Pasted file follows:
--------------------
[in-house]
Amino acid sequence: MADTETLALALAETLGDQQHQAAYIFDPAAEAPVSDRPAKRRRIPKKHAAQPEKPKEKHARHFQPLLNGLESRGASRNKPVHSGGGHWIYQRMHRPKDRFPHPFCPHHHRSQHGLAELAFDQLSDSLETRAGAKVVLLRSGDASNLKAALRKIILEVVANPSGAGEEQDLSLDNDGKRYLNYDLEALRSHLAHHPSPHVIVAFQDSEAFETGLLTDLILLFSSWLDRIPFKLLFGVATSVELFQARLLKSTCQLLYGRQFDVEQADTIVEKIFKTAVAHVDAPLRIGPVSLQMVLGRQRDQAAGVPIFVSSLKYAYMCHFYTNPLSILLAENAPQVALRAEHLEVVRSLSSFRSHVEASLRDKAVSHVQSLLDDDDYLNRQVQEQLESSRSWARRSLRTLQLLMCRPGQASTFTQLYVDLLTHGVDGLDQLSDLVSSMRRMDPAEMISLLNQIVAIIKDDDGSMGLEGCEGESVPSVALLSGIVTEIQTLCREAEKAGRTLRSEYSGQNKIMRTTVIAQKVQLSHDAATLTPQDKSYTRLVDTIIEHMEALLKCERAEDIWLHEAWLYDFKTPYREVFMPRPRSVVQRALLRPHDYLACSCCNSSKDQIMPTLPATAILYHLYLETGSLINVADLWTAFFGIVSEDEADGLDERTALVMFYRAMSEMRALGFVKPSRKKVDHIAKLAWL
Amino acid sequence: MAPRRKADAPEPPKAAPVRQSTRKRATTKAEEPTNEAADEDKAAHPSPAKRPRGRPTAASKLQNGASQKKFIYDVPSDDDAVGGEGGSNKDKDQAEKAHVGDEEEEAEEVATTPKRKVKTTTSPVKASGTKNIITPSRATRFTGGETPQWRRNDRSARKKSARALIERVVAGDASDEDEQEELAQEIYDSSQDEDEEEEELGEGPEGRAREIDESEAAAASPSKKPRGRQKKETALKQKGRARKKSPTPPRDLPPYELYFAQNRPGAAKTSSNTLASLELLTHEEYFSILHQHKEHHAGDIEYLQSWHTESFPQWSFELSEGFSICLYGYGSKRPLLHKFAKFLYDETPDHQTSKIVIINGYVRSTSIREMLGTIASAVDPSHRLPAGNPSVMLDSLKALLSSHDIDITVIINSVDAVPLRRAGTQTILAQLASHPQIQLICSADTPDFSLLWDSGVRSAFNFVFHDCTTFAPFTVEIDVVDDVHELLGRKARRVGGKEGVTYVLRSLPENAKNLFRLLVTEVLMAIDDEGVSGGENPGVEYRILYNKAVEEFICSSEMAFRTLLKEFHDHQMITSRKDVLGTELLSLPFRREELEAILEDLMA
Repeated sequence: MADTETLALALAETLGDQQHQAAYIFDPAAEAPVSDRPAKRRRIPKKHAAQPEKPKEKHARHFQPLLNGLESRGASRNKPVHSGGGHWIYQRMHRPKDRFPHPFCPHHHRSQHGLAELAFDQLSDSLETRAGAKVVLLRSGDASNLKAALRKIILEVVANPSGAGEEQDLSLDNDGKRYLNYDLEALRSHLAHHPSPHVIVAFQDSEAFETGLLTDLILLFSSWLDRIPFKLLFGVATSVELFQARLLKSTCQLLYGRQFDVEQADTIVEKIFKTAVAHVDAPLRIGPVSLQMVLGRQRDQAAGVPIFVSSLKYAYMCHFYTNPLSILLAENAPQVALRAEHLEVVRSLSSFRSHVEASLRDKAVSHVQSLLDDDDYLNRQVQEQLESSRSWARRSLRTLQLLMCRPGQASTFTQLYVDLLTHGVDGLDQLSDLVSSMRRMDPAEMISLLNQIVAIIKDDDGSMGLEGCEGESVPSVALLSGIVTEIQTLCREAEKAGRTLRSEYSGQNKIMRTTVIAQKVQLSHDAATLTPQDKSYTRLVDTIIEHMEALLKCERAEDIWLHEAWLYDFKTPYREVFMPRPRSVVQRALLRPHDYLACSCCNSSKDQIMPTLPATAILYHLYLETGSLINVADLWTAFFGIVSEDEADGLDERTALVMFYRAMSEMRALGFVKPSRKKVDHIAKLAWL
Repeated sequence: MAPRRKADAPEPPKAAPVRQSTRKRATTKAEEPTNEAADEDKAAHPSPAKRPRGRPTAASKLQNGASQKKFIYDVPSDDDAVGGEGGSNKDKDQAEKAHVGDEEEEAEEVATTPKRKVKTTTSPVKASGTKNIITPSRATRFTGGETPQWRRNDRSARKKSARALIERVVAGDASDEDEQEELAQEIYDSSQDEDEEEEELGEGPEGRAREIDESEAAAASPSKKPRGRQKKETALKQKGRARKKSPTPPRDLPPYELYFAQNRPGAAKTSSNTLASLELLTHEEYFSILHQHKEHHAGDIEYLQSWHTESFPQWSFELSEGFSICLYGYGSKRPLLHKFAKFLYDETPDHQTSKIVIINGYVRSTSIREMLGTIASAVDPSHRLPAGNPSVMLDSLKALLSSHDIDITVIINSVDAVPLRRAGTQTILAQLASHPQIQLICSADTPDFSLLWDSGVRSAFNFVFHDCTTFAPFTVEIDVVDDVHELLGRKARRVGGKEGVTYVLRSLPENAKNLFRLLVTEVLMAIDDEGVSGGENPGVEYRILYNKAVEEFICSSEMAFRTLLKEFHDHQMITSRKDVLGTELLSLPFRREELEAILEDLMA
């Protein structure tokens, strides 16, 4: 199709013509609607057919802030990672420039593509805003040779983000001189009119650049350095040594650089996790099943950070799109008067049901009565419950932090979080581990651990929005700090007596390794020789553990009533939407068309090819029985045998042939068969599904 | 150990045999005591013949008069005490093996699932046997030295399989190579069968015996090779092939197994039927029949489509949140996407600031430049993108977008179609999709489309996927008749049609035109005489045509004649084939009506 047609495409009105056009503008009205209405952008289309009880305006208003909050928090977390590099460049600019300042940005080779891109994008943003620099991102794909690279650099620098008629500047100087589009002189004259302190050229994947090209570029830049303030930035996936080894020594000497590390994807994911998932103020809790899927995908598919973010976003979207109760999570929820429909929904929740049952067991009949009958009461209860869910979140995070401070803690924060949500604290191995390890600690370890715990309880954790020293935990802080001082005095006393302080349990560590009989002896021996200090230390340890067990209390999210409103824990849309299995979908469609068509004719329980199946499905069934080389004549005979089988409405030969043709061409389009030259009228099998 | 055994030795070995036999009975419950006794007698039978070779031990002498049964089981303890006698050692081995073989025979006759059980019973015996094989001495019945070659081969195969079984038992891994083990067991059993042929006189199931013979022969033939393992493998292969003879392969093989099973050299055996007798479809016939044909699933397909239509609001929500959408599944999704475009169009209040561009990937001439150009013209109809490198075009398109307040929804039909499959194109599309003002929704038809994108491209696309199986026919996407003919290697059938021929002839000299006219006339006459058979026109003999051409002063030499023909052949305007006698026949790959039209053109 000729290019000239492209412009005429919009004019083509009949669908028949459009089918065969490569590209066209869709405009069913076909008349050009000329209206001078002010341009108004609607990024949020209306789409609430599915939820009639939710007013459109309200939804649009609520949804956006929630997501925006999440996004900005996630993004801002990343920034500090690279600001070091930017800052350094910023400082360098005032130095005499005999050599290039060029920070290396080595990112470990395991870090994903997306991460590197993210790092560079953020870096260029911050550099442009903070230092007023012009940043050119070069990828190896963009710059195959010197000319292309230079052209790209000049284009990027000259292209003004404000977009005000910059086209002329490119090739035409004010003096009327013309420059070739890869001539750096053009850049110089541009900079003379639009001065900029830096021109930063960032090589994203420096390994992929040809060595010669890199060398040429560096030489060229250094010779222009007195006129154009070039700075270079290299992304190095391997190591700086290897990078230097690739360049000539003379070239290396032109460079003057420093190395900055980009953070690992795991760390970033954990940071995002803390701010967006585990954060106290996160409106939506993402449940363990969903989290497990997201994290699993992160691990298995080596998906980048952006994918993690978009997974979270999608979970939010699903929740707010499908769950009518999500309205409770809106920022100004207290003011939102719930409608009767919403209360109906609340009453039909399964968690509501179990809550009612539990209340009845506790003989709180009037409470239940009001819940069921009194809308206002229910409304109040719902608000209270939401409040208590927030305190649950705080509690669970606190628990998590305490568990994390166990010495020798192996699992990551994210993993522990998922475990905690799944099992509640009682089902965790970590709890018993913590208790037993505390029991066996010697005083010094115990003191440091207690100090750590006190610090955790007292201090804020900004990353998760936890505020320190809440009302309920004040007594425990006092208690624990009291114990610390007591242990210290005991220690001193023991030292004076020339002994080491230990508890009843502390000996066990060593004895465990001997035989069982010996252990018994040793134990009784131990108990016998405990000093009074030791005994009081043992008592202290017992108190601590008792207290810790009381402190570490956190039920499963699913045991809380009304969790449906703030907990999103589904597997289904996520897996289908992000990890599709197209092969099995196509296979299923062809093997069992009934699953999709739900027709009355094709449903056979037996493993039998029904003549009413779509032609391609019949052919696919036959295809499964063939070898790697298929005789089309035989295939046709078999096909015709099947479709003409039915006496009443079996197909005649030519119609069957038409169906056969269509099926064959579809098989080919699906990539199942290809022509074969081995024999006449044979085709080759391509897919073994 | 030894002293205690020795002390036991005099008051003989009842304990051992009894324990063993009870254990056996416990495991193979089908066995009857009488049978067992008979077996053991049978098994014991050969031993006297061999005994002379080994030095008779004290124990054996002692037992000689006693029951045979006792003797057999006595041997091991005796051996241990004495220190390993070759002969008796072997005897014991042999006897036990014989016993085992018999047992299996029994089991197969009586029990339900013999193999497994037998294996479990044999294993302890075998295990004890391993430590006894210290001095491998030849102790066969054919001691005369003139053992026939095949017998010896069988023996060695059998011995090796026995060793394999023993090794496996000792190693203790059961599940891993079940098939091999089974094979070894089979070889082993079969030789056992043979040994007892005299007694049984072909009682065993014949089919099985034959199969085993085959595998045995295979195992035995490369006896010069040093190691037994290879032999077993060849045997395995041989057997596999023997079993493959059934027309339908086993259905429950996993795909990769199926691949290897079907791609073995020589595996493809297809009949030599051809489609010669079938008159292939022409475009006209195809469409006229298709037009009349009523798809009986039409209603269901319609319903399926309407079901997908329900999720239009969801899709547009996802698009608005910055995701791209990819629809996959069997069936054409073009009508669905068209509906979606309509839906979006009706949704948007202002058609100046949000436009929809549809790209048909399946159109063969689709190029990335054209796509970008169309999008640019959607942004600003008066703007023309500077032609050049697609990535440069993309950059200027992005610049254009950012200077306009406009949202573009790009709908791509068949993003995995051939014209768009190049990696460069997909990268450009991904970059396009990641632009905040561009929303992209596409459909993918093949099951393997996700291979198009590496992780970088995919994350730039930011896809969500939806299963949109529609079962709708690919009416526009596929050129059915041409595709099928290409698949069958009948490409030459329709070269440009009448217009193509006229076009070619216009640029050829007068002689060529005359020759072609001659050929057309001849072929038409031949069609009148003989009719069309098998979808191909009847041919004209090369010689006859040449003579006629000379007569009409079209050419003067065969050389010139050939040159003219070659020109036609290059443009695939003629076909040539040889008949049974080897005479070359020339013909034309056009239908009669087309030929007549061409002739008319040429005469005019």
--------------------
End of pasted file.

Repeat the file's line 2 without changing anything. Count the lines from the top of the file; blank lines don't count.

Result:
Amino acid sequence: MADTETLALALAETLGDQQHQAAYIFDPAAEAPVSDRPAKRRRIPKKHAAQPEKPKEKHARHFQPLLNGLESRGASRNKPVHSGGGHWIYQRMHRPKDRFPHPFCPHHHRSQHGLAELAFDQLSDSLETRAGAKVVLLRSGDASNLKAALRKIILEVVANPSGAGEEQDLSLDNDGKRYLNYDLEALRSHLAHHPSPHVIVAFQDSEAFETGLLTDLILLFSSWLDRIPFKLLFGVATSVELFQARLLKSTCQLLYGRQFDVEQADTIVEKIFKTAVAHVDAPLRIGPVSLQMVLGRQRDQAAGVPIFVSSLKYAYMCHFYTNPLSILLAENAPQVALRAEHLEVVRSLSSFRSHVEASLRDKAVSHVQSLLDDDDYLNRQVQEQLESSRSWARRSLRTLQLLMCRPGQASTFTQLYVDLLTHGVDGLDQLSDLVSSMRRMDPAEMISLLNQIVAIIKDDDGSMGLEGCEGESVPSVALLSGIVTEIQTLCREAEKAGRTLRSEYSGQNKIMRTTVIAQKVQLSHDAATLTPQDKSYTRLVDTIIEHMEALLKCERAEDIWLHEAWLYDFKTPYREVFMPRPRSVVQRALLRPHDYLACSCCNSSKDQIMPTLPATAILYHLYLETGSLINVADLWTAFFGIVSEDEADGLDERTALVMFYRAMSEMRALGFVKPSRKKVDHIAKLAWL